Hoping to capitalize on Mr. Ripken's image as "determined, talented, and dedicated," the company is offering a package of "Crestar cash guarantees." It promises various payments if customers are unhappy with new accounts. The campaign ran from Oct. 27 through Dec. 14. A second series of ads will begin this month, Mr. Kelly said.

The effort to win customers in the wake of market consolidation could turn into meaningful revenue growth-if Crestar executes well, said Wheat First's Mr. Najarian.

But observers said more acquisitions would also be required if Crestar is to hit growth targets.

"They feel they can continue to do acquisitions and take out costs," said Anthony Davis, an analyst at Dillon, Read Inc.

The company got a big boost from its largest acquisition ever, of Citizens Bancorp. in December 1996.

The addition of the $4.1 billion-asset Maryland company contributed to 8% commercial loan growth for the first nine months of 1997, pushing return on assets at Sept. 30 to 1.41%, from 1.01% at yearend 1996. It also helped reduce 1997 expenses by about 6%.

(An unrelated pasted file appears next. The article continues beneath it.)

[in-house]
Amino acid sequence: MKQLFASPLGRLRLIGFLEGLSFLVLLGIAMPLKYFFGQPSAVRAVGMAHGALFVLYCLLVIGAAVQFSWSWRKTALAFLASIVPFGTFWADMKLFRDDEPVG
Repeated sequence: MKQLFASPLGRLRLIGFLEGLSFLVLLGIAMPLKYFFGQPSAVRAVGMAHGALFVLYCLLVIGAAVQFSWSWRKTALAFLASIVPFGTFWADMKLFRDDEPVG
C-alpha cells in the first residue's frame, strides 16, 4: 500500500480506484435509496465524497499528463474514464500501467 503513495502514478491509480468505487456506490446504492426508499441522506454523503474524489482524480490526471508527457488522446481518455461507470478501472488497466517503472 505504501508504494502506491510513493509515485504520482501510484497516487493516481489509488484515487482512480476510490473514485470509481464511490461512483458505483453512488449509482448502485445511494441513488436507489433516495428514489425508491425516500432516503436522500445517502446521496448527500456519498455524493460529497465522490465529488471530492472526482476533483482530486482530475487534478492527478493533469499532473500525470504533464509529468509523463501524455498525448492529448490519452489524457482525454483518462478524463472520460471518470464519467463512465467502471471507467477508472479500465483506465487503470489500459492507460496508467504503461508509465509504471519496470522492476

With Citizens fully integrated, Crestar is ready to buy more banks, though Mr. Wells said current prices reduce the appeal of some transactions.

"It would be difficult to achieve the No. 1 market share without mergers and acquisitions," he said.

In addition to gearing up for more deal-related growth, Crestar is focusing on fundamental business lines such as retail and commercial banking, investment services, and mortgage banking.

Like many institutions, Crestar is carrying out a product sales program. It is also expanding its telephone and home banking offerings.